Friday, 28 January 2011

It's all a matter of trust

Danielle’s applied for a couple of jobs which require security clearance – one of the firms was supplying sensitive equipment to the Ministry of Defence, carburettors, I think, or perhaps windscreen wipers – while the other produced barcodes, and obviously we don’t want the Chinese to know just how much we’re prepared to pay for wrapped vegetables in our supermarkets.

It was made clear to her that she was a bit of an outsider for either job, because we tend not to appoint to sensitive positions people who are... how shall I put this? ... is there a way of avoiding an insulting term? ... no, I’m just going to have to bite the bullet and risk causing offence... foreigners. You see, Danielle’s French, and you don’t get much more foreign than that. I mean, we let them ashore in Sussex in 1066, and look what happened.

Anyway, I fully appreciate the concern. You can’t really trust anyone but a Brit, can you? You even need to be careful with the Welsh and the Scots. No, to be really sure of your ground, you have to stick with the English.

We’ve had some striking examples recently. There was that Metropolitan Police agent Mark Kennedy who, under the name Mark Stone, spent years posing as an activist inside the environmental movement. Deep penetration was the name of his game, and he took it rather further with some of the female members of the movement than his lords and masters had originally intended. Or so they claim now. I think the point was to show that, although the police mostly believe in conspiracy, they’re fully prepared to entertain a bit of cock up too.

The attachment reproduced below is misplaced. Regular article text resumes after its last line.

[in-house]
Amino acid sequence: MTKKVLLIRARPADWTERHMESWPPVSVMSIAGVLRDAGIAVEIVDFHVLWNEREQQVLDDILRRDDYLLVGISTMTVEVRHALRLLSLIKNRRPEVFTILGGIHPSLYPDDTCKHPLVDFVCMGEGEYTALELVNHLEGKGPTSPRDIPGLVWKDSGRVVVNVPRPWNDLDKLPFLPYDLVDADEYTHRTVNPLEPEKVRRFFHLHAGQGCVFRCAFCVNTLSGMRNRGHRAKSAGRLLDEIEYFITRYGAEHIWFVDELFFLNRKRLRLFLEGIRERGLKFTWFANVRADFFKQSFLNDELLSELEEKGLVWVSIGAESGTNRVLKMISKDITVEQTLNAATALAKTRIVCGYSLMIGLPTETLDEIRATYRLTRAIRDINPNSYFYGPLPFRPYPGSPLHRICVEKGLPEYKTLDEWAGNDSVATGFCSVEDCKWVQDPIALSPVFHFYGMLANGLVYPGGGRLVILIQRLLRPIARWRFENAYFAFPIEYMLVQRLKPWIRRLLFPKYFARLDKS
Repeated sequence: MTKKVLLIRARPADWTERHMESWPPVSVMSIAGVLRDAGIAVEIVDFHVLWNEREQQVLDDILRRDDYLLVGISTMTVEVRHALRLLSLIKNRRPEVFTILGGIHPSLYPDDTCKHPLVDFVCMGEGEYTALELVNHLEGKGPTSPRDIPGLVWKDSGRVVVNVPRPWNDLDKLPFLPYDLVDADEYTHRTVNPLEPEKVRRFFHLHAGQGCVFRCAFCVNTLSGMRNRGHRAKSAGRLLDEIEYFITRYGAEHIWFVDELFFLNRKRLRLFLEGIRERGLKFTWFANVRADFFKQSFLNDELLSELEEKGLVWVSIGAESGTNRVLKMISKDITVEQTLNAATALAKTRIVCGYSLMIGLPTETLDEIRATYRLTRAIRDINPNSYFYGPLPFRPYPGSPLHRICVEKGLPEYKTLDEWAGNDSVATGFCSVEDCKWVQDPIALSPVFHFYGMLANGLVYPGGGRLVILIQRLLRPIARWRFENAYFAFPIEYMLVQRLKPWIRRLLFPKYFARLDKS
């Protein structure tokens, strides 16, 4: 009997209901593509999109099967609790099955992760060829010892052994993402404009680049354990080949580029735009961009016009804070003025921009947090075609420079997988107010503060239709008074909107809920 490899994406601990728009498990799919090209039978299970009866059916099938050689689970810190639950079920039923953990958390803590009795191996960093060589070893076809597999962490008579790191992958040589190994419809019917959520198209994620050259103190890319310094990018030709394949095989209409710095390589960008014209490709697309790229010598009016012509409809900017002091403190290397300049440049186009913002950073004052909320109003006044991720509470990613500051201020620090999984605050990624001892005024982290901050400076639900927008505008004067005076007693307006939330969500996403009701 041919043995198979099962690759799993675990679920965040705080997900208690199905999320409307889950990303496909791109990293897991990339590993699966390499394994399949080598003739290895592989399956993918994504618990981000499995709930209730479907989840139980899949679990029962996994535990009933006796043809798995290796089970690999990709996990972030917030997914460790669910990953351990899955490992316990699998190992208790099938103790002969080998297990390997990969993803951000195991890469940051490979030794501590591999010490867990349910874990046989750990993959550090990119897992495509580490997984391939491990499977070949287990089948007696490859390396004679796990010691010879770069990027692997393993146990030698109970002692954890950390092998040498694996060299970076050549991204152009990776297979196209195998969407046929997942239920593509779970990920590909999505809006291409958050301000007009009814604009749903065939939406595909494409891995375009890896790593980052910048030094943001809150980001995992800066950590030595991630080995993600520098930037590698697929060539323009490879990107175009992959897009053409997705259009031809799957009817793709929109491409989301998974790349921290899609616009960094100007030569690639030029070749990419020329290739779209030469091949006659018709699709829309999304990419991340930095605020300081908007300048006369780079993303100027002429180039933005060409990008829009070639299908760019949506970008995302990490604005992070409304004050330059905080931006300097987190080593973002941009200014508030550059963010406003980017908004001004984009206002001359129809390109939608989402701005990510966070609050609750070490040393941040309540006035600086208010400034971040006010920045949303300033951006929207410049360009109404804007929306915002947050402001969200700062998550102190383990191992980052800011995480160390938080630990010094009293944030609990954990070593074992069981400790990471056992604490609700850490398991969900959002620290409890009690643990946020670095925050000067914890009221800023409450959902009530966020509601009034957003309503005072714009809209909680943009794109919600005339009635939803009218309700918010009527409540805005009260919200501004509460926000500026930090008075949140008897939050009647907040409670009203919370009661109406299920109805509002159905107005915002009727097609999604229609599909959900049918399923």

Since his story came out, it’s emerged there were several more of his colleagues inside the wackier reaches of the green movement. One of them, Jim Boyling, aka Jim Sutton, went so far as to marry one of the activists and have a couple of children by her. That’s a level of devotion to the service of the public that I believe unrivalled since the days of East Germany and their glorious State Security. You can imagine how much more easily I sleep knowing that out there are men capable of scaling the same moral heights as the heroes of the former Stasi, to protect us all from the threat of the tree huggers.

Boyling (left) and Kennedy: two of England's finest and truest
But the best has to be story of Alan Johnson. Until a week ago, he was Labour spokesman on the economy (a subject on which he confessed he knew nothing). He’s been obliged to step down (and make way for Ed Balls, who knows a great deal more). By doing so he brings to an end a career that it would be hard to describe as glittering – he doesn’t do glitter, our Alan: he’s not really gold, but other metals are almost as valuable, you know, among them lead. Though deprived of sheen, his career had been long and successful, taking him to one of the great offices of state, Home Secretary, responsible among other things for the police.

Which is ironic, since if he’s stepped down, it’s because of the behaviour of his police protection agent. These are the bodyguards provided for serving and former politicians, whether they’re gilded like Tony Blair or leaden like Johnson. The copper assigned to Johnson had gone so far in the task of getting close to his protégés as to have an affair with Laura, Alan’s wife.

These are the men and women who have been certified as trustworthy by the state, receiving official security clearance.

With such models, I can’t help wondering how Danielle should feel if she doesn’t get the same level of clearance herself. Disappointed, of course. But shouldn’t she perhaps feel a little bit flattered too? Or at least relieved?

1 comment:

Malc Dow said...